In response to this haunting news, Buffy tries to evade her fate – she’s just not ready or willing to accept death this easily or early, no matter the cause. This is also a subtle callback to “Welcome to the Hellmouth” [1×01], where we see that she wants no part in being the Slayer. When she tears off the cross Angel gave to her, also in “Welcome to the Hellmouth” [1×01], and throws it on the ground, we witness a clear symbolic moment. The cross, of course, is a symbol of sacrifice. This moment is a rejection of the sacrifice asked of her, which only happens because she had never fully embraced it in the first place. Throughout this season her role as the Slayer is internalized as a huge annoyance – a distraction from what she wants her life to be. This reaction is, of course, a thematic echo of her desire to remain a child and continue to evade the onset of adolescence. It’s important to keep in mind, though, that the cross is also a symbol of salvation, which becomes particularly relevant a bit later in the episode.
Buffy tries not only to avoid this situation but to actively run from it, telling her mom to leave town for the weekend with her (side note: there are some interesting parallels to Buffy’s reaction to impending death here and Anya’s journey of the same throughout the series). This leads to a wonderful conversation with Joyce (about a school dance), and an analogy about how facing a bad situation can lead to unexpected and rewarding outcomes. And, hey, at least Buffy gets a pretty white dress out of it!
After talking with her mom and learning about vampires encroaching further onto school grounds (from a frightened Willow), Buffy finally accepts the purpose her role serves in this world, even if she doesn’t like it. Buffy is beginning to realize (but still has a long ways to go) that being the Slayer isn’t the distraction — it’s those ever-present risky personal temptations that are the real distractions. These temptations are given form throughout the season thanks to the Hellmouth and those that live there. Amy’s mom, Owen, Marcie, the Master, and others all emerge as the true distractions, or villains, to Buffy’s successful transition into adolescence. Of course, as Buffy begins to grow up, the distractions also grow up, but that’s a discussion for Season 2. 😉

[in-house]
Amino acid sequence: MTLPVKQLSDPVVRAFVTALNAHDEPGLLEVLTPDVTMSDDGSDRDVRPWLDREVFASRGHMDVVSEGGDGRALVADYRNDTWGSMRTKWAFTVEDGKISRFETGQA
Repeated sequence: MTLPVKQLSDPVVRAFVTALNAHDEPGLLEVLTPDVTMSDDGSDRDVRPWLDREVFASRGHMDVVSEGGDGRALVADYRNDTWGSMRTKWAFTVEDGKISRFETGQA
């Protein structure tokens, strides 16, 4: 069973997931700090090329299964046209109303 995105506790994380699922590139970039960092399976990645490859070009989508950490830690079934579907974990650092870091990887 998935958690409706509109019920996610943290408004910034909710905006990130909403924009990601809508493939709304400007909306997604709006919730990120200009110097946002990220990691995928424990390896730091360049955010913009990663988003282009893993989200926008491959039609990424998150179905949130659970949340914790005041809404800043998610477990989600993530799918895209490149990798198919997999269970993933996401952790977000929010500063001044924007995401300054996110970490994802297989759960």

With only an adamant and noble Giles, who understands the stakes well, in the way, Buffy punches him out and picks up her cross, thus signifying her acceptance of what that symbol means. This is an important moment as she tells Giles “that’s not how it goes. I’m the Slayer,” which shows us that she’s now beginning to take ownership of this incredible burden. This doesn’t mean she will suddenly stop trying to have that ‘normal life’ – that takes a couple more years – but it does mean that Buffy at least understands the grave importance of her calling. My only quibble with this acceptance is the brevity in which it happens within the context of this episode, but it’s a defining moment nonetheless.
When Buffy enters the Master’s lair, some relevant words are exchanged. The Master tells her that she isn’t the “hunter,” but rather the (sacrificial) “lamb.” While this statement is partially true, particularly in this precise moment, what’s so amazing about Buffy is that, in reality, she’s both. Buffy will come to sacrifice a lot in the years to come, but she will also become a much stronger fighter as well. The Master’s statement can also be read as relating to the controlling nature of the Watcher’s Council – Buffy’s a “lamb” to them as well. This is why it’s such a triumph when Buffy redefines what being the Slayer means throughout the series, and eventually upends its very definition in the series finale, “Chosen” [7×22]. The connection between the hunted and the lamb is particularly relevant when looking ahead to Season 5’s exploration of the Slayer’s nature, and what Buffy learns from it. I’m reminded of the thrilling season opening ‘hunt’ in “Buffy vs. Dracula” [5×01]. These experiences are all stepping stones to the series’ thrilling endgame.